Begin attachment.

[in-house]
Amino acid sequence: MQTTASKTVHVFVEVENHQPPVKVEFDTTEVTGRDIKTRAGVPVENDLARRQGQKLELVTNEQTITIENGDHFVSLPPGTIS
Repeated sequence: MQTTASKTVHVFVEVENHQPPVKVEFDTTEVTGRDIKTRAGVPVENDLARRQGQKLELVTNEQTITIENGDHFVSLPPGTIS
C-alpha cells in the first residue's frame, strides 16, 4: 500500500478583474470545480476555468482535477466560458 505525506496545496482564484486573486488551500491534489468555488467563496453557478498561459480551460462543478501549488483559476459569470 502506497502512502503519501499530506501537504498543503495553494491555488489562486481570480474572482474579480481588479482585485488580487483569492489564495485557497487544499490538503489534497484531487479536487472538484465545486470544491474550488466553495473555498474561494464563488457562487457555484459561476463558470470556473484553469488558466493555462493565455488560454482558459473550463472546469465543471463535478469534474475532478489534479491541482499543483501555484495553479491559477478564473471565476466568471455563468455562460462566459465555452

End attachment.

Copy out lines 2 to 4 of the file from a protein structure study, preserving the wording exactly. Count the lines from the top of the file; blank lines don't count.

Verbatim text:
Amino acid sequence: MQTTASKTVHVFVEVENHQPPVKVEFDTTEVTGRDIKTRAGVPVENDLARRQGQKLELVTNEQTITIENGDHFVSLPPGTIS
Repeated sequence: MQTTASKTVHVFVEVENHQPPVKVEFDTTEVTGRDIKTRAGVPVENDLARRQGQKLELVTNEQTITIENGDHFVSLPPGTIS
C-alpha cells in the first residue's frame, strides 16, 4: 500500500478583474470545480476555468482535477466560458 505525506496545496482564484486573486488551500491534489468555488467563496453557478498561459480551460462543478501549488483559476459569470 502506497502512502503519501499530506501537504498543503495553494491555488489562486481570480474572482474579480481588479482585485488580487483569492489564495485557497487544499490538503489534497484531487479536487472538484465545486470544491474550488466553495473555498474561494464563488457562487457555484459561476463558470470556473484553469488558466493555462493565455488560454482558459473550463472546469465543471463535478469534474475532478489534479491541482499543483501555484495553479491559477478564473471565476466568471455563468455562460462566459465555452